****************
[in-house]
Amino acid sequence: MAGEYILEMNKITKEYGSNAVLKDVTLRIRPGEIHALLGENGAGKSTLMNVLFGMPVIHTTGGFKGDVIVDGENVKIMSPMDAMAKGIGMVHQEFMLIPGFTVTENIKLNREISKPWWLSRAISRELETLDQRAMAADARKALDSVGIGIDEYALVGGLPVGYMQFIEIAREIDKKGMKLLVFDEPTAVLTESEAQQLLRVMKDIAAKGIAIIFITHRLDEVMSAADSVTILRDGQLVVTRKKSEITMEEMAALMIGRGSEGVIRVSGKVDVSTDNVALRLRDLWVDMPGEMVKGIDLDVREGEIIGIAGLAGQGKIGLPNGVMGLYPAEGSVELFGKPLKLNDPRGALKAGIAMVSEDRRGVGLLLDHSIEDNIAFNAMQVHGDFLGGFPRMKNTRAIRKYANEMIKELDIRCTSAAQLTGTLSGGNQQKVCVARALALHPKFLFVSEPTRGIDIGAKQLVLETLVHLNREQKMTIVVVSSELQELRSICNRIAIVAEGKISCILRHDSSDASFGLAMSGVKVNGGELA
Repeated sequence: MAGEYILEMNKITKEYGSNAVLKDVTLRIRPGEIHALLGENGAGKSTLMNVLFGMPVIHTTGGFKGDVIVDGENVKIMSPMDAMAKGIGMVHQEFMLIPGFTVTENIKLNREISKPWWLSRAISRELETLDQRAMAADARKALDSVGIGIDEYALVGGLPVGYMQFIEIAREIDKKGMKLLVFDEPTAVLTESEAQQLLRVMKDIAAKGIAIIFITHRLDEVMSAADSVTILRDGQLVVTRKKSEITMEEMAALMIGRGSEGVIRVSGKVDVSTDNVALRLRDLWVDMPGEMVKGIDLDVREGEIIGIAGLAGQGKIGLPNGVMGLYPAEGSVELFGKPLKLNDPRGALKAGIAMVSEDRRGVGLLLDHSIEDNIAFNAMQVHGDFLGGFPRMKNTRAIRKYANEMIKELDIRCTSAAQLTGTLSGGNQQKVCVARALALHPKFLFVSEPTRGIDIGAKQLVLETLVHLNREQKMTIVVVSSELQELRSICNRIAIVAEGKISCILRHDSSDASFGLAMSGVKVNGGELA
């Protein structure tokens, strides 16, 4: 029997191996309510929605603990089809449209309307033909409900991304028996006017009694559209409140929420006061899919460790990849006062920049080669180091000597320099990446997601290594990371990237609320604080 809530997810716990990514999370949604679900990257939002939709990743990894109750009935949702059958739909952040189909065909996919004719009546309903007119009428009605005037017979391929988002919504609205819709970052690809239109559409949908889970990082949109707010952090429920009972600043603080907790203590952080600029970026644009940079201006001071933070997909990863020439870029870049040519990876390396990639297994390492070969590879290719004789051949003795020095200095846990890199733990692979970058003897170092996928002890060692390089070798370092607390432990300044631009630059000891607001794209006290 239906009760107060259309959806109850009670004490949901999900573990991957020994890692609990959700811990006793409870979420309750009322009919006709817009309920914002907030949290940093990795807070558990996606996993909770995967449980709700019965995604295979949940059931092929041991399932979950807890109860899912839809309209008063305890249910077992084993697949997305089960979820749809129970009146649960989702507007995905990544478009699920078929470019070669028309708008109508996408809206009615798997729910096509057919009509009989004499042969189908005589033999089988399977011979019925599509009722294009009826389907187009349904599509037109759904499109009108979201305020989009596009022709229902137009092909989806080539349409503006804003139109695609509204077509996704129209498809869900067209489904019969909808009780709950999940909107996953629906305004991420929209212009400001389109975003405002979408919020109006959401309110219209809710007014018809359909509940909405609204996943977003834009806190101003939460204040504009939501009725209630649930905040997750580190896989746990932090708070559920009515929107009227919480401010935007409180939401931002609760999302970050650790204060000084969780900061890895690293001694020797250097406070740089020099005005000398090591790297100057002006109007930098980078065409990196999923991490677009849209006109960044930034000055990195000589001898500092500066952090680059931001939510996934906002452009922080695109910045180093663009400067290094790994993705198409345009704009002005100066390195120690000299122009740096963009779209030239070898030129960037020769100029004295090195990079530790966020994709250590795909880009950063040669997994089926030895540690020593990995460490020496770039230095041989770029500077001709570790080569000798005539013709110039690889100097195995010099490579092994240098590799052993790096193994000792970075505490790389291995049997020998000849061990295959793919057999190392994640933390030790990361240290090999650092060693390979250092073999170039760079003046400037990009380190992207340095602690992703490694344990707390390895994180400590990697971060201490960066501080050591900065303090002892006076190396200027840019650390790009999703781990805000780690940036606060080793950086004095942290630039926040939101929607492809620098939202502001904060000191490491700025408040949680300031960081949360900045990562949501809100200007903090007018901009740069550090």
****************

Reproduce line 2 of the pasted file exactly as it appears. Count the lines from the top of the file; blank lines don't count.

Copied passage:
Amino acid sequence: MAGEYILEMNKITKEYGSNAVLKDVTLRIRPGEIHALLGENGAGKSTLMNVLFGMPVIHTTGGFKGDVIVDGENVKIMSPMDAMAKGIGMVHQEFMLIPGFTVTENIKLNREISKPWWLSRAISRELETLDQRAMAADARKALDSVGIGIDEYALVGGLPVGYMQFIEIAREIDKKGMKLLVFDEPTAVLTESEAQQLLRVMKDIAAKGIAIIFITHRLDEVMSAADSVTILRDGQLVVTRKKSEITMEEMAALMIGRGSEGVIRVSGKVDVSTDNVALRLRDLWVDMPGEMVKGIDLDVREGEIIGIAGLAGQGKIGLPNGVMGLYPAEGSVELFGKPLKLNDPRGALKAGIAMVSEDRRGVGLLLDHSIEDNIAFNAMQVHGDFLGGFPRMKNTRAIRKYANEMIKELDIRCTSAAQLTGTLSGGNQQKVCVARALALHPKFLFVSEPTRGIDIGAKQLVLETLVHLNREQKMTIVVVSSELQELRSICNRIAIVAEGKISCILRHDSSDASFGLAMSGVKVNGGELA